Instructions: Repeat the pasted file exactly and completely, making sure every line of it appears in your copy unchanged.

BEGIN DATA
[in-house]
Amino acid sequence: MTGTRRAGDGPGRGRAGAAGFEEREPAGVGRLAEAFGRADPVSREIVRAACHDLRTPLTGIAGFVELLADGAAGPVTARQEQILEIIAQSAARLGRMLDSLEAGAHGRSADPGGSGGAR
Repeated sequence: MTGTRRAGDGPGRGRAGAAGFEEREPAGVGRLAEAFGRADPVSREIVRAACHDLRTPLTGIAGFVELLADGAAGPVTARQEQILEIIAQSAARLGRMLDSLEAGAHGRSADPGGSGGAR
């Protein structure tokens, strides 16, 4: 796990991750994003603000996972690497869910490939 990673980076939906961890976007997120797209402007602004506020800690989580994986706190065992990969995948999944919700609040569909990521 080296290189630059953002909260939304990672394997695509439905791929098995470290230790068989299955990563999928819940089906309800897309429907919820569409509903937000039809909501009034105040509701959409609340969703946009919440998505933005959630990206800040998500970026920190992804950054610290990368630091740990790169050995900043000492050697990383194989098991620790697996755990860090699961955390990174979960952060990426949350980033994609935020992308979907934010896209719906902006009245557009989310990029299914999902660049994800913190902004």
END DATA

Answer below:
[in-house]
Amino acid sequence: MTGTRRAGDGPGRGRAGAAGFEEREPAGVGRLAEAFGRADPVSREIVRAACHDLRTPLTGIAGFVELLADGAAGPVTARQEQILEIIAQSAARLGRMLDSLEAGAHGRSADPGGSGGAR
Repeated sequence: MTGTRRAGDGPGRGRAGAAGFEEREPAGVGRLAEAFGRADPVSREIVRAACHDLRTPLTGIAGFVELLADGAAGPVTARQEQILEIIAQSAARLGRMLDSLEAGAHGRSADPGGSGGAR
């Protein structure tokens, strides 16, 4: 796990991750994003603000996972690497869910490939 990673980076939906961890976007997120797209402007602004506020800690989580994986706190065992990969995948999944919700609040569909990521 080296290189630059953002909260939304990672394997695509439905791929098995470290230790068989299955990563999928819940089906309800897309429907919820569409509903937000039809909501009034105040509701959409609340969703946009919440998505933005959630990206800040998500970026920190992804950054610290990368630091740990790169050995900043000492050697990383194989098991620790697996755990860090699961955390990174979960952060990426949350980033994609935020992308979907934010896209719906902006009245557009989310990029299914999902660049994800913190902004």